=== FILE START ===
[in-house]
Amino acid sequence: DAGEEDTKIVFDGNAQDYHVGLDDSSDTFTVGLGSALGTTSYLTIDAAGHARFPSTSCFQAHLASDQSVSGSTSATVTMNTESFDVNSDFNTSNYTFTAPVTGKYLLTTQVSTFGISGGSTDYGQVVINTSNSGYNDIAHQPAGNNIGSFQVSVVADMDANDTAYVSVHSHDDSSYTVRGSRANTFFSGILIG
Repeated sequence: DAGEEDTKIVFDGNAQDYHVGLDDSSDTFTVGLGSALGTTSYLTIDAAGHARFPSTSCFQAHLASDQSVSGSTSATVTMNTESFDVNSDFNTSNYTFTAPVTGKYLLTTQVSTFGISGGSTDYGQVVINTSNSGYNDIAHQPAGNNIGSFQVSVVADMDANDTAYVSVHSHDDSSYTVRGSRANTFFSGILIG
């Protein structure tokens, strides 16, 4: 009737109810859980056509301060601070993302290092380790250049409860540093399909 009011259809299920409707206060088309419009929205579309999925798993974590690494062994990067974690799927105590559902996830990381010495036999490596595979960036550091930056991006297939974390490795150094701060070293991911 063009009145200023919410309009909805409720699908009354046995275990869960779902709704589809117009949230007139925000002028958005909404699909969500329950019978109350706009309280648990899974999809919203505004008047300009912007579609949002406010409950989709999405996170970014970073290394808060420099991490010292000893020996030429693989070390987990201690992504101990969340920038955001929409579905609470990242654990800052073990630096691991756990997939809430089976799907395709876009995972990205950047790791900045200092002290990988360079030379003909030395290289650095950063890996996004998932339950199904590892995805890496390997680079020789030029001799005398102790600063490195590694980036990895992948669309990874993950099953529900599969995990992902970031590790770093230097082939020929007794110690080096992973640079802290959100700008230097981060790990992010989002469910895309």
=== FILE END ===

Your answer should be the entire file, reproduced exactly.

[in-house]
Amino acid sequence: DAGEEDTKIVFDGNAQDYHVGLDDSSDTFTVGLGSALGTTSYLTIDAAGHARFPSTSCFQAHLASDQSVSGSTSATVTMNTESFDVNSDFNTSNYTFTAPVTGKYLLTTQVSTFGISGGSTDYGQVVINTSNSGYNDIAHQPAGNNIGSFQVSVVADMDANDTAYVSVHSHDDSSYTVRGSRANTFFSGILIG
Repeated sequence: DAGEEDTKIVFDGNAQDYHVGLDDSSDTFTVGLGSALGTTSYLTIDAAGHARFPSTSCFQAHLASDQSVSGSTSATVTMNTESFDVNSDFNTSNYTFTAPVTGKYLLTTQVSTFGISGGSTDYGQVVINTSNSGYNDIAHQPAGNNIGSFQVSVVADMDANDTAYVSVHSHDDSSYTVRGSRANTFFSGILIG
């Protein structure tokens, strides 16, 4: 009737109810859980056509301060601070993302290092380790250049409860540093399909 009011259809299920409707206060088309419009929205579309999925798993974590690494062994990067974690799927105590559902996830990381010495036999490596595979960036550091930056991006297939974390490795150094701060070293991911 063009009145200023919410309009909805409720699908009354046995275990869960779902709704589809117009949230007139925000002028958005909404699909969500329950019978109350706009309280648990899974999809919203505004008047300009912007579609949002406010409950989709999405996170970014970073290394808060420099991490010292000893020996030429693989070390987990201690992504101990969340920038955001929409579905609470990242654990800052073990630096691991756990997939809430089976799907395709876009995972990205950047790791900045200092002290990988360079030379003909030395290289650095950063890996996004998932339950199904590892995805890496390997680079020789030029001799005398102790600063490195590694980036990895992948669309990874993950099953529900599969995990992902970031590790770093230097082939020929007794110690080096992973640079802290959100700008230097981060790990992010989002469910895309």